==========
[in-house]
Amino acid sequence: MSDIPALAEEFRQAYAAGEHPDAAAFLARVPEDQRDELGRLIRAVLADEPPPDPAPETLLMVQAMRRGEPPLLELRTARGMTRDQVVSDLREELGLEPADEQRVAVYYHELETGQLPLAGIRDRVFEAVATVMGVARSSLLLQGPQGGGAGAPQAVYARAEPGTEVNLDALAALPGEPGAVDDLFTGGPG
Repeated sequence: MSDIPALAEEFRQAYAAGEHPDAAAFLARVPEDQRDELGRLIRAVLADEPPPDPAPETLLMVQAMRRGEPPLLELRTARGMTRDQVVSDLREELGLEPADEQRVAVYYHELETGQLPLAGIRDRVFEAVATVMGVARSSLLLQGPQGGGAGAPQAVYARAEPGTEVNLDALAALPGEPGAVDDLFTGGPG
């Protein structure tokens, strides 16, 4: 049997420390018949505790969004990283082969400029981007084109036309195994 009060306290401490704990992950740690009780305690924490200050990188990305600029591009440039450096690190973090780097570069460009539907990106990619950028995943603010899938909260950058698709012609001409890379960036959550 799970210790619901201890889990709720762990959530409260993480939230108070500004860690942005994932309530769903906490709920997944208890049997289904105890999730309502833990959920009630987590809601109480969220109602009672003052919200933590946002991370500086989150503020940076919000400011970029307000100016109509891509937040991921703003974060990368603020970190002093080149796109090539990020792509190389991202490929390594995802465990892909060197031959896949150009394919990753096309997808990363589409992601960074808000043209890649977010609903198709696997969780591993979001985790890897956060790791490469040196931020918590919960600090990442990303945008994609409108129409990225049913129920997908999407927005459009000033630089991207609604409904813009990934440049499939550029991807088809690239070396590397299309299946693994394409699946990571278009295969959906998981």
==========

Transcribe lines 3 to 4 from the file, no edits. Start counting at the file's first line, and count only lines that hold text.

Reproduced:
Repeated sequence: MSDIPALAEEFRQAYAAGEHPDAAAFLARVPEDQRDELGRLIRAVLADEPPPDPAPETLLMVQAMRRGEPPLLELRTARGMTRDQVVSDLREELGLEPADEQRVAVYYHELETGQLPLAGIRDRVFEAVATVMGVARSSLLLQGPQGGGAGAPQAVYARAEPGTEVNLDALAALPGEPGAVDDLFTGGPG
């Protein structure tokens, strides 16, 4: 049997420390018949505790969004990283082969400029981007084109036309195994 009060306290401490704990992950740690009780305690924490200050990188990305600029591009440039450096690190973090780097570069460009539907990106990619950028995943603010899938909260950058698709012609001409890379960036959550 799970210790619901201890889990709720762990959530409260993480939230108070500004860690942005994932309530769903906490709920997944208890049997289904105890999730309502833990959920009630987590809601109480969220109602009672003052919200933590946002991370500086989150503020940076919000400011970029307000100016109509891509937040991921703003974060990368603020970190002093080149796109090539990020792509190389991202490929390594995802465990892909060197031959896949150009394919990753096309997808990363589409992601960074808000043209890649977010609903198709696997969780591993979001985790890897956060790791490469040196931020918590919960600090990442990303945008994609409108129409990225049913129920997908999407927005459009000033630089991207609604409904813009990934440049499939550029991807088809690239070396590397299309299946693994394409699946990571278009295969959906998981």